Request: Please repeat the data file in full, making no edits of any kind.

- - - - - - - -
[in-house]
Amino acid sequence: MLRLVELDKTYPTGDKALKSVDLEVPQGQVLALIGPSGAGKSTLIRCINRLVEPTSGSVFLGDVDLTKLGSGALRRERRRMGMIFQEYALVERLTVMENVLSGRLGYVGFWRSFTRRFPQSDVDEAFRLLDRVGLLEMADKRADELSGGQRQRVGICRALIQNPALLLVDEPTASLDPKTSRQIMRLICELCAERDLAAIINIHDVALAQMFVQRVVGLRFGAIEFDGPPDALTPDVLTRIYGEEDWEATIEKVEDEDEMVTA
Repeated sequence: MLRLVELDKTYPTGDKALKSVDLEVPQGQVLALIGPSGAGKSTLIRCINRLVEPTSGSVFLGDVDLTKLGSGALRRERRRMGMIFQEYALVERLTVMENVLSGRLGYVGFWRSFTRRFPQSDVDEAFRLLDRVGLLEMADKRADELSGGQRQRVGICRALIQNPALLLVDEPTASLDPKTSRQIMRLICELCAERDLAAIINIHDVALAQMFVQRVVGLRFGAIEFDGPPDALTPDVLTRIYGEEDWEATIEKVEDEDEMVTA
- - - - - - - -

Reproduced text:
[in-house]
Amino acid sequence: MLRLVELDKTYPTGDKALKSVDLEVPQGQVLALIGPSGAGKSTLIRCINRLVEPTSGSVFLGDVDLTKLGSGALRRERRRMGMIFQEYALVERLTVMENVLSGRLGYVGFWRSFTRRFPQSDVDEAFRLLDRVGLLEMADKRADELSGGQRQRVGICRALIQNPALLLVDEPTASLDPKTSRQIMRLICELCAERDLAAIINIHDVALAQMFVQRVVGLRFGAIEFDGPPDALTPDVLTRIYGEEDWEATIEKVEDEDEMVTA
Repeated sequence: MLRLVELDKTYPTGDKALKSVDLEVPQGQVLALIGPSGAGKSTLIRCINRLVEPTSGSVFLGDVDLTKLGSGALRRERRRMGMIFQEYALVERLTVMENVLSGRLGYVGFWRSFTRRFPQSDVDEAFRLLDRVGLLEMADKRADELSGGQRQRVGICRALIQNPALLLVDEPTASLDPKTSRQIMRLICELCAERDLAAIINIHDVALAQMFVQRVVGLRFGAIEFDGPPDALTPDVLTRIYGEEDWEATIEKVEDEDEMVTA